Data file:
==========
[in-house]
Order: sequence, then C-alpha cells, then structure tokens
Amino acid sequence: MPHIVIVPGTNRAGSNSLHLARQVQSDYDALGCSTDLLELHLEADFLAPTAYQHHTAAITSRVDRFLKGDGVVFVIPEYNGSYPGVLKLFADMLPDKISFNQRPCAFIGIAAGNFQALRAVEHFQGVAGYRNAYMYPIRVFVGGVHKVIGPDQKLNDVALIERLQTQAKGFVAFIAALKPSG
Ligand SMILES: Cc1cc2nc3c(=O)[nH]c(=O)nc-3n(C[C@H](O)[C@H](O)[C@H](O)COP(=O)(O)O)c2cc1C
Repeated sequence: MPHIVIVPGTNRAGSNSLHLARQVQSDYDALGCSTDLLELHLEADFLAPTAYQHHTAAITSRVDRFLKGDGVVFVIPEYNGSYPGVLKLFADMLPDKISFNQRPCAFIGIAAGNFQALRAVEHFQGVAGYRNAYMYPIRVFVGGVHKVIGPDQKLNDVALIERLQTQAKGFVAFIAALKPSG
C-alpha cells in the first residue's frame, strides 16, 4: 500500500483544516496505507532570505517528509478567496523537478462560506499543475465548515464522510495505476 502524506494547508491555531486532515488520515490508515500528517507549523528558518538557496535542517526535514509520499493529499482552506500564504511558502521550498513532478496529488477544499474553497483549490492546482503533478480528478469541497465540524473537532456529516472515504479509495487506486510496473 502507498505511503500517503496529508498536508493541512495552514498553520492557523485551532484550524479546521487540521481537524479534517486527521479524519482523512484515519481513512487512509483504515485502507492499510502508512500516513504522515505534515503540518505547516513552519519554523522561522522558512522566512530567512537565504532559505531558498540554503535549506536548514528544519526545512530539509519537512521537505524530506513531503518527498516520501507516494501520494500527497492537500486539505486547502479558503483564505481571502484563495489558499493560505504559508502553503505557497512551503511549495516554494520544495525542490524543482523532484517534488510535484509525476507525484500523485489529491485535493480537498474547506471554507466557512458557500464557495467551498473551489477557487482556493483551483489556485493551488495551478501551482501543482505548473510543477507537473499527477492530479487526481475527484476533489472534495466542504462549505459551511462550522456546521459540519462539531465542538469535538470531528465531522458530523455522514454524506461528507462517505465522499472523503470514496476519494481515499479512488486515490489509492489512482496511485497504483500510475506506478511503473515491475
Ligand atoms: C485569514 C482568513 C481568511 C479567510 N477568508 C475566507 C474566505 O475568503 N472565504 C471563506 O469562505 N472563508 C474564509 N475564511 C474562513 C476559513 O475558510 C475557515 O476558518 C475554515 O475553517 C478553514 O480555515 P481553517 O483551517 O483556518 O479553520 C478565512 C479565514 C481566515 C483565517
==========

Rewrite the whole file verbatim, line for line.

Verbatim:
[in-house]
Order: sequence, then C-alpha cells, then structure tokens
Amino acid sequence: MPHIVIVPGTNRAGSNSLHLARQVQSDYDALGCSTDLLELHLEADFLAPTAYQHHTAAITSRVDRFLKGDGVVFVIPEYNGSYPGVLKLFADMLPDKISFNQRPCAFIGIAAGNFQALRAVEHFQGVAGYRNAYMYPIRVFVGGVHKVIGPDQKLNDVALIERLQTQAKGFVAFIAALKPSG
Ligand SMILES: Cc1cc2nc3c(=O)[nH]c(=O)nc-3n(C[C@H](O)[C@H](O)[C@H](O)COP(=O)(O)O)c2cc1C
Repeated sequence: MPHIVIVPGTNRAGSNSLHLARQVQSDYDALGCSTDLLELHLEADFLAPTAYQHHTAAITSRVDRFLKGDGVVFVIPEYNGSYPGVLKLFADMLPDKISFNQRPCAFIGIAAGNFQALRAVEHFQGVAGYRNAYMYPIRVFVGGVHKVIGPDQKLNDVALIERLQTQAKGFVAFIAALKPSG
C-alpha cells in the first residue's frame, strides 16, 4: 500500500483544516496505507532570505517528509478567496523537478462560506499543475465548515464522510495505476 502524506494547508491555531486532515488520515490508515500528517507549523528558518538557496535542517526535514509520499493529499482552506500564504511558502521550498513532478496529488477544499474553497483549490492546482503533478480528478469541497465540524473537532456529516472515504479509495487506486510496473 502507498505511503500517503496529508498536508493541512495552514498553520492557523485551532484550524479546521487540521481537524479534517486527521479524519482523512484515519481513512487512509483504515485502507492499510502508512500516513504522515505534515503540518505547516513552519519554523522561522522558512522566512530567512537565504532559505531558498540554503535549506536548514528544519526545512530539509519537512521537505524530506513531503518527498516520501507516494501520494500527497492537500486539505486547502479558503483564505481571502484563495489558499493560505504559508502553503505557497512551503511549495516554494520544495525542490524543482523532484517534488510535484509525476507525484500523485489529491485535493480537498474547506471554507466557512458557500464557495467551498473551489477557487482556493483551483489556485493551488495551478501551482501543482505548473510543477507537473499527477492530479487526481475527484476533489472534495466542504462549505459551511462550522456546521459540519462539531465542538469535538470531528465531522458530523455522514454524506461528507462517505465522499472523503470514496476519494481515499479512488486515490489509492489512482496511485497504483500510475506506478511503473515491475
Ligand atoms: C485569514 C482568513 C481568511 C479567510 N477568508 C475566507 C474566505 O475568503 N472565504 C471563506 O469562505 N472563508 C474564509 N475564511 C474562513 C476559513 O475558510 C475557515 O476558518 C475554515 O475553517 C478553514 O480555515 P481553517 O483551517 O483556518 O479553520 C478565512 C479565514 C481566515 C483565517